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Monday, January 13, 2014

How Courts Evaluate Written Consent Forms

In my previous post, I talked about some of the questions raised by law enforcement use of written consent forms that I have begun to explore in recent research with Kira Suyeishi.  What effect does the use of the consent form have on the interaction between the law enforcement officer and the suspect?  My tentative thinking, based on research in the Miranda context and conversations with officers, is that it's not inherently more difficult to obtain written consent than oral consent.  Moreover, written consent doesn't inherently signal a greater degree of voluntariness than oral consent.

The question, then, is how courts actually analyze consent forms?  In our previous work, we examined every case involving a consent form in published federal appellate decisions from 2005-2009, inclusive.  During that time frame, 148 claims raised the issue of whether a particular instance of consent was sufficient to allow a search consistent with the Forth Amendment.  Of those claims, 104 did not involve a written consent form and 44 did.  Of the claims involving consent forms, 42 arose in criminal cases, and only 2 defendants prevailed (5%).  This is less than the overall percentage of defendants who won on suppression motions raising Fourth Amendment claims during the same time period (10%) and less than the percentage of defendants who won on suppression motions raising consent issues but not involving consent forms (9%).

As we explain in the paper, the numbers are interesting and some might view them as suggestive, but they are too small to draw statistically significant conclusions about the effect of the form on judicial determinations of consent.

Rather, the more interesting story is a qualitative one.  Reading the cases involving consent forms reveals that judges usually treat the existence of a signed consent form as dispositive.  That is, where the defendant signed a form consenting to a search, the judge frequently did not even mention any other facts and circumstances that might contribute to the determination of voluntariness.  When the judge did mention other factors, the judge typically alluded to them in a cursory way, focusing primarily on the signed consent form.

This mode of analysis runs counter to the language of Schneckloth v. Bustamonte (for non-crim-pro folks, the seminal case on consent to search), which held that courts must analyze the "totality of all the surrounding circumstances -- both the characteristics of the accused and the details of the" interaction.  The Court went on to emphasize that "[t]he significant fact about [its previous decisions] is that none of them turned on the presence or absence of a single controlling criterion; each reflected a careful scrutiny of all the surrounding circumstances."  Yet when the defendant has signed a consent form, that factor often seems to be dispositive -- or, at least, it is the only factor the court discusses in its written decision.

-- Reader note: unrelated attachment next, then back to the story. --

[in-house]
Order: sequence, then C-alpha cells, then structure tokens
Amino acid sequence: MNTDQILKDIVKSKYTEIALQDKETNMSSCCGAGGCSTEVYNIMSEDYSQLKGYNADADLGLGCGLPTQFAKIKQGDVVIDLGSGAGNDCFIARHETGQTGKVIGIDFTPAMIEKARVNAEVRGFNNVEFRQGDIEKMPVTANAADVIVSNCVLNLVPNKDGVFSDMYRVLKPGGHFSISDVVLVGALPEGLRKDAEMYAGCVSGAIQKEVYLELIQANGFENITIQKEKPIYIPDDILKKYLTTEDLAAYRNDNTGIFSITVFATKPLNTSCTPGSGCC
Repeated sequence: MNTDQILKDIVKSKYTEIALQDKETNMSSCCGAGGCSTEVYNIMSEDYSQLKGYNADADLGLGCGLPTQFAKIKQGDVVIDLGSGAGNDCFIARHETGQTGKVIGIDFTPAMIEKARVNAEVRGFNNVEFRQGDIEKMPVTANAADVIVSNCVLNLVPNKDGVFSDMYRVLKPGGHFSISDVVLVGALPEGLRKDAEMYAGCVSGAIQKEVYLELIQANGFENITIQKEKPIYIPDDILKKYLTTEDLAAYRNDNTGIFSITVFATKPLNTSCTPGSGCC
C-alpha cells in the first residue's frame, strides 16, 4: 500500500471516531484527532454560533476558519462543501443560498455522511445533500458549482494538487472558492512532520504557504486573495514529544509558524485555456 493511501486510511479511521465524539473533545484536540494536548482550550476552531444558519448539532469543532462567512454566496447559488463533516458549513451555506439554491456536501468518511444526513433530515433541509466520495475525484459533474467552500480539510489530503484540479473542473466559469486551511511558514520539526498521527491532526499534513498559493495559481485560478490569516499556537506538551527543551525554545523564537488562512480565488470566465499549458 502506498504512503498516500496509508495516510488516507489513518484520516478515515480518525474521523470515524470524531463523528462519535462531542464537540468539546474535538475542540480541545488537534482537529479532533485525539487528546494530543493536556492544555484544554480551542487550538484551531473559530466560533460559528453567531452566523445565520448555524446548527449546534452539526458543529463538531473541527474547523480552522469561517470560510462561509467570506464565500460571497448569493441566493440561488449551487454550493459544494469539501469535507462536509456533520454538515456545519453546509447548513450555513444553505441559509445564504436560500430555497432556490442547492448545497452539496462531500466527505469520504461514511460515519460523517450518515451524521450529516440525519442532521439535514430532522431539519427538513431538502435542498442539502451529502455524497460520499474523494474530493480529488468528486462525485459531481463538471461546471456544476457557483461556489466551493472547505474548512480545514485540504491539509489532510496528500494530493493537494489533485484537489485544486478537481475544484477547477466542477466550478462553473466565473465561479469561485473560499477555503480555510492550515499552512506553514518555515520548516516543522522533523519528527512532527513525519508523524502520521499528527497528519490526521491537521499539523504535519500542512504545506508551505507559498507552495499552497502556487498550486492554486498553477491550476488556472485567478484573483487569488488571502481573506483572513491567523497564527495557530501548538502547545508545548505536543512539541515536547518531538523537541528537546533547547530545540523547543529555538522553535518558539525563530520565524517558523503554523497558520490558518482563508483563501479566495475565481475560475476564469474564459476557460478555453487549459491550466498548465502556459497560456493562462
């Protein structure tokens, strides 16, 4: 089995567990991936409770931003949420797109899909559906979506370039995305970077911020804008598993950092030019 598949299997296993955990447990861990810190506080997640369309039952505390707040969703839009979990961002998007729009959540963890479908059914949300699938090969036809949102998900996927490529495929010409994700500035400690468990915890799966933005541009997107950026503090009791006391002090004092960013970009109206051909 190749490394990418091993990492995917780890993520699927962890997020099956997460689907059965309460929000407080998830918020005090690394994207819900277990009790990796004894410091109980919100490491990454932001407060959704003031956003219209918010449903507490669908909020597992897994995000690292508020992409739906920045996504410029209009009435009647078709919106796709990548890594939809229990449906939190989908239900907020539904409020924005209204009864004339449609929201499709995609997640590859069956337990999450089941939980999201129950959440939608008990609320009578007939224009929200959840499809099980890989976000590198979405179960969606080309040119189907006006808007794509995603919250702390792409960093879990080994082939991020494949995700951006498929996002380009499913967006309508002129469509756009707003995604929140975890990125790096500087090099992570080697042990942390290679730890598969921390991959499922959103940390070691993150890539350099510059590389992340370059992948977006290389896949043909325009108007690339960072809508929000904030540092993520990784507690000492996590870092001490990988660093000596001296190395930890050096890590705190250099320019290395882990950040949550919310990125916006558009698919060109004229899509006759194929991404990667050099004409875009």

Although in this particular project we did not attempt to locate the actual form signed in each case, in future research I'd like to examine whether the exact nature of the form has any effect on the analysis.   As I explained in my previous post, many such forms affirmatively provide information about the right to decline a search that Schneckloth doesn't actually require, and the existence of such affirmative disclosures on a written form might misleadingly reassure judges that the consent was voluntary.

It's quite understandable why judges give considerable weight to consent forms.  Often such forms are the only tangible documentation of the interaction in which consent was obtained.  But I continue to worry that such forms are assigned undue weight, given that a suspect who is coerced into issuing oral consent might be coerced just as easily into signing a form.  This is not to say that the form should receive no weight at all.  As commenters to my previous post observed, the form has the potential to formalize an encounter that might otherwise seem casual and inconsequential to the suspect.  But forms shouldn't be dispositive.  The bare fact that a signed form exists shouldn't preclude examination of the circumstances that led
to the signing of the form.

(Cross-posted at nancyleong.com)

Posted by Nancy Leong on January 13, 2014 at 12:12 PM | Permalink


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Hi ctr -- I think the human subject consent forms are a really interesting comparison (as are consent forms in various other medical contexts). In my previous post I linked to some examples of the police forms (see the fourth and fifth paragraphs for examples from NH, IN, OH, MD, and OR).

The police consent forms are much more straightforward and lacking in boilerplate (and shorter -- I haven't seen one that's more than a page long). I'm not sure how all that ultimately plays out, though, given that the police search situation tends to be more tense and intimidating. I suppose my intuition is that if someone is sufficiently stressed or frightened, he might not be able to read and understand a form regardless whether it's one page or 25. But I'm interested in your thoughts.

Posted by: Nancy Leong | Jan 13, 2014 2:44:29 PM

I'm thinking of the analogy to consent forms used to protect human subjects in research, which are required by IRBs. Are the police forms similarly long and convoluted and filled with boilerplate?

Posted by: ctr | Jan 13, 2014 2:10:21 PM

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